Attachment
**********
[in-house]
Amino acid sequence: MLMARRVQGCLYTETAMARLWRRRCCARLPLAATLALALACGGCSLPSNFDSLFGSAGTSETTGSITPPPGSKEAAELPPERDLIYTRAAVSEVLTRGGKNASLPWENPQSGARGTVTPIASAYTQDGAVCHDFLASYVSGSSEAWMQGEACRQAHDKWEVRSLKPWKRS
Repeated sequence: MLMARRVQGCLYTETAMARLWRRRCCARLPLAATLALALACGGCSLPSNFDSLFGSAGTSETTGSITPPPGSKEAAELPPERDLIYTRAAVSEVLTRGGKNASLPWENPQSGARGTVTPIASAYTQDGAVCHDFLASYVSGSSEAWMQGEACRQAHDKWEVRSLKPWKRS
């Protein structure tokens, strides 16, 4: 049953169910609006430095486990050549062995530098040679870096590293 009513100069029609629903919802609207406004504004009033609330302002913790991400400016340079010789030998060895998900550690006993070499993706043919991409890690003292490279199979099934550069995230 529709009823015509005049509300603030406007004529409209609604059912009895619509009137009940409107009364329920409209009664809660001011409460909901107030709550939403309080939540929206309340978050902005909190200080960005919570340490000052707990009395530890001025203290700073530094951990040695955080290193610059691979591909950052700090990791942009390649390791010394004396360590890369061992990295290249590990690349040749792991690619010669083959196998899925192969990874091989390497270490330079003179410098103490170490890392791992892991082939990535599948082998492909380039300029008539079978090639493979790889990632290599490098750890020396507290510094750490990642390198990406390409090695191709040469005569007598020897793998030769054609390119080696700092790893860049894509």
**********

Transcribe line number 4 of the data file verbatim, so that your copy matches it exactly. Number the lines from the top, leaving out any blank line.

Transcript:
């Protein structure tokens, strides 16, 4: 049953169910609006430095486990050549062995530098040679870096590293 009513100069029609629903919802609207406004504004009033609330302002913790991400400016340079010789030998060895998900550690006993070499993706043919991409890690003292490279199979099934550069995230 529709009823015509005049509300603030406007004529409209609604059912009895619509009137009940409107009364329920409209009664809660001011409460909901107030709550939403309080939540929206309340978050902005909190200080960005919570340490000052707990009395530890001025203290700073530094951990040695955080290193610059691979591909950052700090990791942009390649390791010394004396360590890369061992990295290249590990690349040749792991690619010669083959196998899925192969990874091989390497270490330079003179410098103490170490890392791992892991082939990535599948082998492909380039300029008539079978090639493979790889990632290599490098750890020396507290510094750490990642390198990406390409090695191709040469005569007598020897793998030769054609390119080696700092790893860049894509």